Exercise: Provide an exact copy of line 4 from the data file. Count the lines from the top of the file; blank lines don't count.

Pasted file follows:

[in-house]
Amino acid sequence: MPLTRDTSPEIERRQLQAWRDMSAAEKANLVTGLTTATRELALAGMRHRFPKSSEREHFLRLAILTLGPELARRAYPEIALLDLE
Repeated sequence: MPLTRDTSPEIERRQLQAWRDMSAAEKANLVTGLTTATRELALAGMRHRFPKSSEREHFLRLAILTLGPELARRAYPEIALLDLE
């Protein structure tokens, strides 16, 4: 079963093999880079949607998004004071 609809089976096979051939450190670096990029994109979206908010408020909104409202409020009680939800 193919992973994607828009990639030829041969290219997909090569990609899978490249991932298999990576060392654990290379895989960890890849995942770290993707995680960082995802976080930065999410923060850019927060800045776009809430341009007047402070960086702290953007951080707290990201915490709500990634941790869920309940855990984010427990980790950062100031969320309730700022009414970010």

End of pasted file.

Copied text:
């Protein structure tokens, strides 16, 4: 079963093999880079949607998004004071 609809089976096979051939450190670096990029994109979206908010408020909104409202409020009680939800 193919992973994607828009990639030829041969290219997909090569990609899978490249991932298999990576060392654990290379895989960890890849995942770290993707995680960082995802976080930065999410923060850019927060800045776009809430341009007047402070960086702290953007951080707290990201915490709500990634941790869920309940855990984010427990980790950062100031969320309730700022009414970010």